Oct. 12 2011 12:00 AM

Prince Harming & semicolon cleansing

Q: I feel like a disappointment to my boyfriend of
seven months. I’m 28; he’s 35 and Mr. Smart. He is a Brit and was a top
student at Cambridge. He says everyone expected him to become Prime
Minister, but he decided to buck their expectations and become a
portrait painter. Although he earns a good living, I believe he
considers himself a failure compared with the wealthy Brits
commissioning his paintings. He says I’d be “more attractive” to him if
I wrote for a media blog, as it would help his filmmaking career
aspirations. Well, I quit my unsatisfying graphic design job, and I am
halfway through getting my master’s in psychology and have no time or
desire to blog. He’ll tell me I’m talented/beautiful/smart but add a
dig like “It’s surprising you aren’t more accomplished by now” and say
stuff like “You’re not very attractive when you’re anxious.” When I
tell him this is hurtful, he apologizes and says he just wants to help
me better myself. I want to be the strong, confident woman he says is
most attractive. I felt that way when we were first dating, but perhaps
my insecurity took over. How do I toughen up and develop a thicker skin?


A: Love is patient, love is kind, love is
surprised you aren’t more accomplished and thinks you’re kinda uggo
when you’re anxious. And okay, love isn’t Prime Minister, just some
hired brush, but maybe love could paint a couple extra chins on The
Duke of Oldemoneyham or Lady Footlocker instead of taking all that
bitterness and self-loathing out on you. 

Apparently, the next best thing to running a country is
finding a girlfriend, appointing yourself her sadistic guidance
counselor, and running her spirit down till she feels like a chalk
outline of the woman she used to be. (All the better to prime her to
further your career at the expense of her own.) This isn’t love; it’s
insidious emotional abuse — a man doing everything to undermine his girlfriend’s confidence, only to turn around and remind her that confidence is sexy. 

A younger woman who’s unsure of herself who pairs up with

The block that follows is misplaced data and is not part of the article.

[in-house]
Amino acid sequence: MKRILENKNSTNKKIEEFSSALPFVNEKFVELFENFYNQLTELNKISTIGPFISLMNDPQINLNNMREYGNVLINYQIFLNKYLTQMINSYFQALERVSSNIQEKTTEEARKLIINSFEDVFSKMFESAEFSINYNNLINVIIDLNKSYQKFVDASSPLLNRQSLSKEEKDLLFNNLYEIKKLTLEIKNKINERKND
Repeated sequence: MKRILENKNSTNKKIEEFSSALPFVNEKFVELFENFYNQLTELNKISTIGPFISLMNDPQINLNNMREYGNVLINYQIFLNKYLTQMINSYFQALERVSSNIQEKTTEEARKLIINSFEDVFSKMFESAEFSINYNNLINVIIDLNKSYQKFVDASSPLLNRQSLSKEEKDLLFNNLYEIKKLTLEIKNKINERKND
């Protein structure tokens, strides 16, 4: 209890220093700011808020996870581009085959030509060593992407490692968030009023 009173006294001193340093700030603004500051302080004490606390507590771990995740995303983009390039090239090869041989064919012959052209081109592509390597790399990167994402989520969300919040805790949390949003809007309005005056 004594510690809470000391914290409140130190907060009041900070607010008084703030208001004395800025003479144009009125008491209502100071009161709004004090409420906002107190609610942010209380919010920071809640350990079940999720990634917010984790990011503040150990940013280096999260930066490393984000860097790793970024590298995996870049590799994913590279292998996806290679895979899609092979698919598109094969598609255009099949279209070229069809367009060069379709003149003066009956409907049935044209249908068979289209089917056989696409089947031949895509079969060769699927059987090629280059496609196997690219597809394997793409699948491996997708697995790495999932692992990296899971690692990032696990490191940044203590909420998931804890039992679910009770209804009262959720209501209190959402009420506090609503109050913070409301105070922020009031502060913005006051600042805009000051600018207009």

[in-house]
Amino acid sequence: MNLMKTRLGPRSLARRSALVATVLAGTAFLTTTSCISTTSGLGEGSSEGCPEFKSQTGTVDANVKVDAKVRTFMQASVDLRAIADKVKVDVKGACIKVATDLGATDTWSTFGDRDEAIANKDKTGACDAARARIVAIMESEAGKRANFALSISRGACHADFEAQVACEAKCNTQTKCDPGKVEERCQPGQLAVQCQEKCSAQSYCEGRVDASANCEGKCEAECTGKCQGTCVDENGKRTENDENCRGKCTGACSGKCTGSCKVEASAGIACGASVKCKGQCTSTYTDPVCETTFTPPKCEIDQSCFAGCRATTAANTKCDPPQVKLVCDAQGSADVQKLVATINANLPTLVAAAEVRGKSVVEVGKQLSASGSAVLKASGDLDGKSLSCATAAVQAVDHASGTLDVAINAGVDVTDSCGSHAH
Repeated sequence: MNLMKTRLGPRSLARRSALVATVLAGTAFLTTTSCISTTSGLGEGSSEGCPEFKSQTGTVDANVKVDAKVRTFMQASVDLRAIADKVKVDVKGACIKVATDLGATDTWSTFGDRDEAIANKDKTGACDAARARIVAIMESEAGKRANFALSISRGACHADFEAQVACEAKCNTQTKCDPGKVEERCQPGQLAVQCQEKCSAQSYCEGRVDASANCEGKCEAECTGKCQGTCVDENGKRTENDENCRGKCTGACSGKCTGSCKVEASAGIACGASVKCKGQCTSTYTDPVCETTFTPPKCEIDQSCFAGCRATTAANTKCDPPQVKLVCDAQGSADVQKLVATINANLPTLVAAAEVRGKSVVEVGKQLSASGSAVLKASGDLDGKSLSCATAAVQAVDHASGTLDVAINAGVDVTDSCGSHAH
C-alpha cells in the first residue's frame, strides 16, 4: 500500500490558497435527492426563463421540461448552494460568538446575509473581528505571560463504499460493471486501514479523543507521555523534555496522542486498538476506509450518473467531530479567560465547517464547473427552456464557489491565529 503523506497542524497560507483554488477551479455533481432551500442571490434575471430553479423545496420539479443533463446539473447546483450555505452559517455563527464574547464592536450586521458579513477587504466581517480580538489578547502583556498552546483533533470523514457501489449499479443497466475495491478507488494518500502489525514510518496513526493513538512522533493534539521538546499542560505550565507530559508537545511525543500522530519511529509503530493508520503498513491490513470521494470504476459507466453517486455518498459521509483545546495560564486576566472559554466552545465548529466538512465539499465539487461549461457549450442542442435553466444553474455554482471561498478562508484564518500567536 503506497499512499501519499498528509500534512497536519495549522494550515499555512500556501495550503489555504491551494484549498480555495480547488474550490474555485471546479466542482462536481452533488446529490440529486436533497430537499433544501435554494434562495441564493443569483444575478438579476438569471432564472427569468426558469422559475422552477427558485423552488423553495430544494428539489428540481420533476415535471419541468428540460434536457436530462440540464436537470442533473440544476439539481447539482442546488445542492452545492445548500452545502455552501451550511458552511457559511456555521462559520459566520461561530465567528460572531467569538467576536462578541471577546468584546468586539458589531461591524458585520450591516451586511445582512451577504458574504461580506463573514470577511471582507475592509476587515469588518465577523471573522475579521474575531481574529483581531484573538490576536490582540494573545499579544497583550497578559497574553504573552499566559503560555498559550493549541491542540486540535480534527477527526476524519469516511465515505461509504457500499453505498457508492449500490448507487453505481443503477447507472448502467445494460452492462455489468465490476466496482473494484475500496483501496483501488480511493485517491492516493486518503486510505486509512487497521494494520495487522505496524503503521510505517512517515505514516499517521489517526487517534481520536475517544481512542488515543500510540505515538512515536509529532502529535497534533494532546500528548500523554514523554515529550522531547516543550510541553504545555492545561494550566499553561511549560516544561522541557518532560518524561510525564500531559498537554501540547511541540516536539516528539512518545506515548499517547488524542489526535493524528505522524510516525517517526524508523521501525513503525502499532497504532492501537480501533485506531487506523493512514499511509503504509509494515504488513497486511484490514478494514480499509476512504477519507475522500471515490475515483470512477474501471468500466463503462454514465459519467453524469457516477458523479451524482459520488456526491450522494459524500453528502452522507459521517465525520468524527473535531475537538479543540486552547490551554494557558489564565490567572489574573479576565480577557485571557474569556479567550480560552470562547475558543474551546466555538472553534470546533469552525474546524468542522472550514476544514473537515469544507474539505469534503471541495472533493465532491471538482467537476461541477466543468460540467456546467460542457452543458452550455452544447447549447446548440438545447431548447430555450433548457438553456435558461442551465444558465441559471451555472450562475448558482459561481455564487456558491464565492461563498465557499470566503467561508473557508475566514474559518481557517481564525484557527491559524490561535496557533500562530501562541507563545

an older, accomplished man is most prone to get into this sick
compliment-dig-apology loop you’re in. You idealized this guy and the
relationship to the point where you’ve become desperate for his
approval so you can crawl back up from where he’s put you down. If you
had a stronger self and a realistic view of him, you’d see his putdowns
for what they are — stealth abuse passed off as loving criticism: “Here, let me help you out of a little more of your self-worth.” 

Instead of wondering how you might grow body armor, ask
yourself those basic questions so many in relationships forget to keep
asking: Does this person make me happy? Is my life better because I’m
with him? You can go back to being that strong, confident woman you
once were — once you no longer have an
emotional predator for a boyfriend. After you ditch him, take some time
to ponder my favorite definition of love, by sci-fi writer Robert
Heinlein: “Love is the condition in which the happiness of another
person is essential to your own.” A guy who loves you Heinlein-style
will “help you better yourself,” but by cheering you on for having the
guts to change careers and by telling you you’re beautiful and sexy — without following up by whispering a bunch of sweet “you’re nothings” in your ear.

Q: How important is it that personal style and
sensibilities match in a relationship? I’m 24 and having trouble
agreeing to a first date with a man if he texts or emails me an
emoticon. I majored in literature, love language, and see the emoticon
as the epitome of intellectual laziness and bad expression of self. 

— :(  

A: O Romeo, Romeo…eeuw, Romeo…you’re wearing dad jeans and a T-shirt with a wolf on it, and not in an ironic way.” As a younger woman, you’re more likely to dump guys over little things, like style crimes. But after a few years of dating, and a few rounds with some Slick
Ricks, minor sensibility mismatches should pale in comparison with
serial cheating and undeclared STDs. (You can steer a guy into cooler
shirts. It’s harder to get a guy to throw on some ethics.) That said,
as a lit hound, you aren’t “shallow” in looking critically at a guy’s
emoticon use, just unwise in cutting him off before the first date because of it —
assuming the rest of his email doesn’t reveal scorching illiteracy and
poor self-expression. Maybe this is his one area of intellectual
laziness. We all have some — for example, the intellectually lazy assumption that somebody’s intellectually lazy just because he sometimes “winks” with punctuation marks.